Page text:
The Washington Post: In expensive cities, rents fall for the rich — but rise for the poor
The Washington Post, August 6, 2018: In expensive cities, rents fall for the rich — but rise for the poor
U.S. cities struggling with soaring housing costs have found some success in lowering rents this year, but that relief has not reached the renters most at risk of losing their housing.
Nationally, the pace of rent increases is beginning to slow down, with the average rent in at least six cities falling since last summer, according to Zillow data.
But the decline is being driven primarily by decreasing prices for high-end rentals. People in low-end housing, the apartments and other units that house working-class residents, are still paying more than ever.
Since last summer, rents have fallen for the highest earners while increasing for the poorest in San Francisco, Atlanta, Nashville, Chicago, Philadelphia, Denver, Pittsburgh, Washington and Portland, Ore., among other cities. In several other metro areas — including Los Angeles, Las Vegas, Houston and Miami — rents have risen for the poor and the rich alike.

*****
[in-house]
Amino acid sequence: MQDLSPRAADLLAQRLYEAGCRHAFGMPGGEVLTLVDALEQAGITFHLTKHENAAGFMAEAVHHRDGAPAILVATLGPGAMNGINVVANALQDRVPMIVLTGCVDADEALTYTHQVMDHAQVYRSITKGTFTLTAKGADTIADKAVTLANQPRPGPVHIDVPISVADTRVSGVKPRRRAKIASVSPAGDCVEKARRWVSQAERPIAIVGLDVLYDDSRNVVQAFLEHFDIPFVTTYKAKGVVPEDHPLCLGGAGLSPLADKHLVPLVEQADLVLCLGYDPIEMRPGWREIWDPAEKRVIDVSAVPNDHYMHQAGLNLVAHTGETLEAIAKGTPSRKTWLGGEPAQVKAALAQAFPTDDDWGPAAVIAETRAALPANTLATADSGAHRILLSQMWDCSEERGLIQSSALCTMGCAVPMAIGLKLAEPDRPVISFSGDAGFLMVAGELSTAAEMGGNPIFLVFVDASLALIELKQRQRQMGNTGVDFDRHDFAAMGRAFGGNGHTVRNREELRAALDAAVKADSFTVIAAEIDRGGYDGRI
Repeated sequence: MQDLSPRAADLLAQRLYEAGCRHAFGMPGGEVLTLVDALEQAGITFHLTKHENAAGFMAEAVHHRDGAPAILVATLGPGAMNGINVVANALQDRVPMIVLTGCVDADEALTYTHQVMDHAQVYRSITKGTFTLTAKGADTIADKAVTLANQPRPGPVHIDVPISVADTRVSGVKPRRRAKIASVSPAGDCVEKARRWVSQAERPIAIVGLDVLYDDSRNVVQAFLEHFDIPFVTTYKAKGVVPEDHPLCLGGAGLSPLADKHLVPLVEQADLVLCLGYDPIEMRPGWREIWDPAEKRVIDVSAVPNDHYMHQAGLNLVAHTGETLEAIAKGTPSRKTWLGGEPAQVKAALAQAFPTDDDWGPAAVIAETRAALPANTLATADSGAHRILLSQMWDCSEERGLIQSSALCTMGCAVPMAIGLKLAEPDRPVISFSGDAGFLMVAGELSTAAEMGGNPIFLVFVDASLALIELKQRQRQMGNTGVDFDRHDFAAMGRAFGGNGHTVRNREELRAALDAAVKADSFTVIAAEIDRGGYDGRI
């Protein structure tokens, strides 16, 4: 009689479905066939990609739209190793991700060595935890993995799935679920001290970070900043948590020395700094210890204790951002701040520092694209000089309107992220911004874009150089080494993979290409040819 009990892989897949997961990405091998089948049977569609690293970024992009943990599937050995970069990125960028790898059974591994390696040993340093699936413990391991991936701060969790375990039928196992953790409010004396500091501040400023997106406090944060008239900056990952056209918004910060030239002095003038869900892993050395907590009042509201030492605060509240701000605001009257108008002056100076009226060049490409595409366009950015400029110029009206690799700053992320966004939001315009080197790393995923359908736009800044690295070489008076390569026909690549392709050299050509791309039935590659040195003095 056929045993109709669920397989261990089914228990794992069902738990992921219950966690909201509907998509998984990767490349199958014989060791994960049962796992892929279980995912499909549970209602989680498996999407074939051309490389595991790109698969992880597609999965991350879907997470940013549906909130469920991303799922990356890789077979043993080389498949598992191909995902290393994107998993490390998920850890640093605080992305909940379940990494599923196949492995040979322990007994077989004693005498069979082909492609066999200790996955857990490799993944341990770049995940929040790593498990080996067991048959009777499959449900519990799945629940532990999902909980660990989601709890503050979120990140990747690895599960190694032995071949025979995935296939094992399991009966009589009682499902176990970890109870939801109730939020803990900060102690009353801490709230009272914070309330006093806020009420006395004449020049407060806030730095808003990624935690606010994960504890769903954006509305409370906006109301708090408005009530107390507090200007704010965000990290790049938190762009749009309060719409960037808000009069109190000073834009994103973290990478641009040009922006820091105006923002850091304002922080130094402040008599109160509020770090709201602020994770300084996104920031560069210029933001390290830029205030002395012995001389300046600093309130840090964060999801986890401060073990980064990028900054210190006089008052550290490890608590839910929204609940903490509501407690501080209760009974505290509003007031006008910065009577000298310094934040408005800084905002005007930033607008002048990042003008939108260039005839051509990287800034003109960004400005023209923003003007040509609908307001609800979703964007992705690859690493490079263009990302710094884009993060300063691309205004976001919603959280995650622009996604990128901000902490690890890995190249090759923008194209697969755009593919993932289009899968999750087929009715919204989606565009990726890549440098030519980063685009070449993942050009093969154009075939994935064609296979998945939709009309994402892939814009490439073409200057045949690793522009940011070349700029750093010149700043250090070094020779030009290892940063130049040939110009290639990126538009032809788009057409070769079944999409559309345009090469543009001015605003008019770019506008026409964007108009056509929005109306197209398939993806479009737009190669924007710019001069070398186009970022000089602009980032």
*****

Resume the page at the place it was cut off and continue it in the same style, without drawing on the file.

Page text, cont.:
The ongoing increase in prices for low-end renters poses a challenge for city officials who have vowed to lower housing costs for working-class residents already struggling with tepid wage growth in the U.S. economy.
City officials have said a boom in luxury housing construction would cause rents to fall for everyone else, arguing that creating new units for those at the top would ease competition for cheaper properties.
In part based on that theory, cities have approved thousands of new luxury units over the past several years, hoping to check high rents that have led more than 20 million American renters to be classified as “cost burdened,” defined as spending more than 30 percent of one’s income on housing.
But although some advocates say the dividends could still pay off for low-income renters, others say more direct government action is needed to prevent poor residents from being forced out of their cities or into homelessness. They have called for the federal government to help construct more affordable units, or offer greater rental assistance for poor families.